When we buy something, we hope our lives will change. We don't buy anything except that hope.

Let's try to describe the systems of different offline businesses as systems of experiencing actions.

 

Simulating Online Catering

 

Why am I going to a cafe? It's not just about eating. Let's look at the whole script.

For example, my friends are back in town, we haven't seen each other for a while, and I think: “I should meet my friends." Next, we choose where to go. We don't talk about it out loud, but we figure we're going somewhere to feel more like friends. What for? We want to experience this feeling: we haven't seen each other for a long time; we feel at ease together, we can share dumb stories... Also, the food will be delicious, and the place will be quiet, or vice versa, it will be noisy if we choose a place to suit another mood. But when the institution solves the problem of going online, as it is now, it has to do just delivery. And that won't give us, the customers, the emotions we want to go there for.

What can we do to provide people with the emotions they went to the café for? For example, we can deliver the same set of food to different people so it's as if they’re sitting together and eating the same food. Would that work? That's unlikely. I don't think we're gonna feel the same warmth from each other. We need some kind of mutual activity or at least a conversation starter. To feel something close to: "We are together, we have our own space, we feel comfortable in it." And then there are the nuances. We need a reason and a format for communication.

The barrier in the case of food delivery is that nothing creates an atmosphere for communication. Could it be part of the service? At the moment when we found the barrier that prevents the creation of the desired experience, it's already clear what needs to be done, what inventive task to solve, what hypothesis to create.

For example, you can make a set of food and a film to go with it, just how wine is selected for the appetizer. If it's a romantic night, then it’s one set of food and a rom-com; and if you want to have fun, then different food and a different movie. Plus a set of questions to warm up (assuming people don't always know how to start the evening). Or even a party game script. Would that work? Would it increase sales? We don't know yet and we won't know until we try it, but maybe it’ll give people the emotions they went to the cafe for.

Then this service will have a different customer than just delivery, and you can charge more money for this. This is an excuse to partner up with other services, choose other distribution channels, and there will be something to write about in the media because this isn't just another food delivery service.

Just in case - I'm not trying to say people go to the cafes just for this or that "just delivery" isn't important. I think you know better than I do why people go to your place if you're a cafe owner. All I'm saying is if you understand what emotions people get from an offline experience, you can give them a similar online experience – all by changing the business structure.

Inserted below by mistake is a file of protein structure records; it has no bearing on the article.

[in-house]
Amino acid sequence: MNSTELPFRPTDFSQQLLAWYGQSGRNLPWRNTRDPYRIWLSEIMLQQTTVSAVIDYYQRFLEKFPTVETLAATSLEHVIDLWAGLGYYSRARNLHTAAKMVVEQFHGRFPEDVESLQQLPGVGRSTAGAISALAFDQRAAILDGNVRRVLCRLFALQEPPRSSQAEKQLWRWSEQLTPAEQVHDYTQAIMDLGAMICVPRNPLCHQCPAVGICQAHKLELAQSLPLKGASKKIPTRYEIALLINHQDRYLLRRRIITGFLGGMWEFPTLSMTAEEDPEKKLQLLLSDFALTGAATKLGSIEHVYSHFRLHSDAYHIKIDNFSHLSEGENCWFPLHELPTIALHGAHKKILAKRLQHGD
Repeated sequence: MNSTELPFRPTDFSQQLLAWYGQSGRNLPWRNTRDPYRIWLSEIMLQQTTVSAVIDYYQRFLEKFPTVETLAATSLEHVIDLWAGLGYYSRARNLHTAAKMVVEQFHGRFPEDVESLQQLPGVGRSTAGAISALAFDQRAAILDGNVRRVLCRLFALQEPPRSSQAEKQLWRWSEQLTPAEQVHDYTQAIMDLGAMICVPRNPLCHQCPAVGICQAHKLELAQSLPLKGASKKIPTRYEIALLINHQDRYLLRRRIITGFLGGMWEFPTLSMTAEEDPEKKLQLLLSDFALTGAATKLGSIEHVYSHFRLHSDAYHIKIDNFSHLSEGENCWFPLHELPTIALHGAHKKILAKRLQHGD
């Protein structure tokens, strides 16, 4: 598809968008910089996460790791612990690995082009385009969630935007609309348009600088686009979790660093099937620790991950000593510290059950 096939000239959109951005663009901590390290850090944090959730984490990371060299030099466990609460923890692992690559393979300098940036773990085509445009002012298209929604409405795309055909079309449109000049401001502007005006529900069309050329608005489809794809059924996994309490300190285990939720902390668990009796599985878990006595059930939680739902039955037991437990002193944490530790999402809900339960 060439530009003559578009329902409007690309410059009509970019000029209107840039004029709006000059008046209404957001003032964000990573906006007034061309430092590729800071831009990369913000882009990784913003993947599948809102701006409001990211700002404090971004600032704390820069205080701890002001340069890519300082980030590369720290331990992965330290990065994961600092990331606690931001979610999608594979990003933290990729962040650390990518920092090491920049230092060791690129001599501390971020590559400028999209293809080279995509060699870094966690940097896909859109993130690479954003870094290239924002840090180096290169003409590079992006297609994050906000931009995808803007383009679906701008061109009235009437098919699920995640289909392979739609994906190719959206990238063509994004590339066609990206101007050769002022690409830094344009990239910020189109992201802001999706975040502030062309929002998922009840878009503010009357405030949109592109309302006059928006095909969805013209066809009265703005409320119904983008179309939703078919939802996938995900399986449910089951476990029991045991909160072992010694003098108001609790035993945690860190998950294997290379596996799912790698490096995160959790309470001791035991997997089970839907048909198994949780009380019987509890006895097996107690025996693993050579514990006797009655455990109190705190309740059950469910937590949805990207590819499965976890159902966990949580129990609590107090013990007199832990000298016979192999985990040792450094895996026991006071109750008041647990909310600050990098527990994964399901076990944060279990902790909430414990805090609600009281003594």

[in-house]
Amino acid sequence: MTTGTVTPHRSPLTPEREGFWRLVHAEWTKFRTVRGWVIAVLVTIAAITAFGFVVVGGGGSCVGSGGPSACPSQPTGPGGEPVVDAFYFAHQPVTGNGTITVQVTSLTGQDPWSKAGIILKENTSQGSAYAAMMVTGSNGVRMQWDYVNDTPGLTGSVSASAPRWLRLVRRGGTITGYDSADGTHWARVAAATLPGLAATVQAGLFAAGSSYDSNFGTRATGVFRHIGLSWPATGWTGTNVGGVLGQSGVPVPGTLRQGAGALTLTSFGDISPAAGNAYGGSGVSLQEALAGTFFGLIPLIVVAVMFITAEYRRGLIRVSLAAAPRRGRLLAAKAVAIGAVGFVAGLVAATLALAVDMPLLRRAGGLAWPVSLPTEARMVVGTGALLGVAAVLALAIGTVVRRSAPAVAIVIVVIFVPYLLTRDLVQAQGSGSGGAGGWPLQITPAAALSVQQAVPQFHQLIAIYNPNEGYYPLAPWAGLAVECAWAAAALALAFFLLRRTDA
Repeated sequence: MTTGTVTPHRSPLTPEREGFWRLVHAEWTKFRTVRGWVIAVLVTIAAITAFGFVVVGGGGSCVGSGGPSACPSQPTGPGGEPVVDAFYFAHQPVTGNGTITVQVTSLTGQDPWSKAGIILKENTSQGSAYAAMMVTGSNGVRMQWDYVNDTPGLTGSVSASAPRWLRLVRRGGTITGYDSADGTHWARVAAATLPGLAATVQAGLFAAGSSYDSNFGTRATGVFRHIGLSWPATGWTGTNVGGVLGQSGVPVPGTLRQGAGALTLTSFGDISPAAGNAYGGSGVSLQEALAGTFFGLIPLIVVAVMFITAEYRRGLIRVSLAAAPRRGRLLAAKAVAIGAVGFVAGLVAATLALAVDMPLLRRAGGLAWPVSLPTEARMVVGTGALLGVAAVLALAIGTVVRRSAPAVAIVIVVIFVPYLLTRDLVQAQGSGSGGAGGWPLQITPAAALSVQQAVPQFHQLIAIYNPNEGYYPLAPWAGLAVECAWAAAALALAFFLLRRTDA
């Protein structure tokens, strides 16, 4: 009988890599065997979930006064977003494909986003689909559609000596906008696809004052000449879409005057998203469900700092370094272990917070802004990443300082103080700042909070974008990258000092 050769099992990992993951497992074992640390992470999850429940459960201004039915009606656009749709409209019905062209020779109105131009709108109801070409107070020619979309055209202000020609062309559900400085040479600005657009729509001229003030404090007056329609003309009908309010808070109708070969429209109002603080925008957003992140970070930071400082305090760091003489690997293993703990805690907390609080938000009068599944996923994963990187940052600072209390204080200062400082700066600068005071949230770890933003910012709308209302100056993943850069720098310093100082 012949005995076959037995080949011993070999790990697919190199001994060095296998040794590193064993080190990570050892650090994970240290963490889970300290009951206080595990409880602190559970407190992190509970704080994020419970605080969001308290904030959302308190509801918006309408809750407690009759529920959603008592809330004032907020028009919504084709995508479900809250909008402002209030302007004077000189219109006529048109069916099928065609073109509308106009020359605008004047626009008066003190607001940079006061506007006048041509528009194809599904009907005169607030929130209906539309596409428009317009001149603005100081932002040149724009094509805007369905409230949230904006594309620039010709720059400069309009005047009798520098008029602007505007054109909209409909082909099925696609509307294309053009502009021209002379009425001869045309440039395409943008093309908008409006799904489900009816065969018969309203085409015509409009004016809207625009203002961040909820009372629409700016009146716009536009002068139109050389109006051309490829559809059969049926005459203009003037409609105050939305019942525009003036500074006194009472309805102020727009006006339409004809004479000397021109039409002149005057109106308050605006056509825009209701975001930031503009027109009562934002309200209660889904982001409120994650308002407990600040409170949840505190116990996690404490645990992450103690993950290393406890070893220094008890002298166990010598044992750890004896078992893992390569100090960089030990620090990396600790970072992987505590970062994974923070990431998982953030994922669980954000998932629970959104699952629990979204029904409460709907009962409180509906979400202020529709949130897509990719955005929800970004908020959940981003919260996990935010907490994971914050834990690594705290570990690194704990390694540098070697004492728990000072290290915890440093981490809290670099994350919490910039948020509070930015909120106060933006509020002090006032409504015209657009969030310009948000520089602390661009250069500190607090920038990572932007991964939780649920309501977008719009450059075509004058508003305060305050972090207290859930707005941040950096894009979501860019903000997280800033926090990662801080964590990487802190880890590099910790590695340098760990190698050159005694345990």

However, there’s a risk: after such an operation, you can find out that we are doing completely different business. To provide people with what they used to give us money for in a new environment, we have to do other activities. And it may turn out we're not as good at the new activity and this is a job for completely different people and companies.

Therefore, the goal is to find changes in the area of the nearest development for the business.

We were good at something, but it stopped working, so to continue living in a new environment, we need to understand what skills we need for our business to remain in demand.

One step may be enough to give us the necessary adjustment, and then we can go further on this path.

Of course, we can't redefine every business using this way. Some stories can't be redefined, for example, oil production can't be moved online in any way. In this respect, there are limits to this method. But catering isn’t the only area that can be redefined through a simulation of actions and experiences.

 

Simulating online education

 

If we apply this method to education, we will discover some terrible things. For example, the experiences people had offline are not the experiences we want to reproduce.
 Let's look at the lesson system. Let's answer this question honestly: what emotions do students feel when they're sitting at a lesson? "Oh, the teacher isn't talking right now, and I have this great game on my phone." And there's a whole range of emotions about the way we do something interesting instead of listening to the teacher. And there's also "I wish the teacher wouldn't call on me" and so on. Most of the emotions offline education creates are not the emotions we want to transfer to a new environment.

The point of business and any activity, in general, is people change the way they want to because they won't pay for anything else.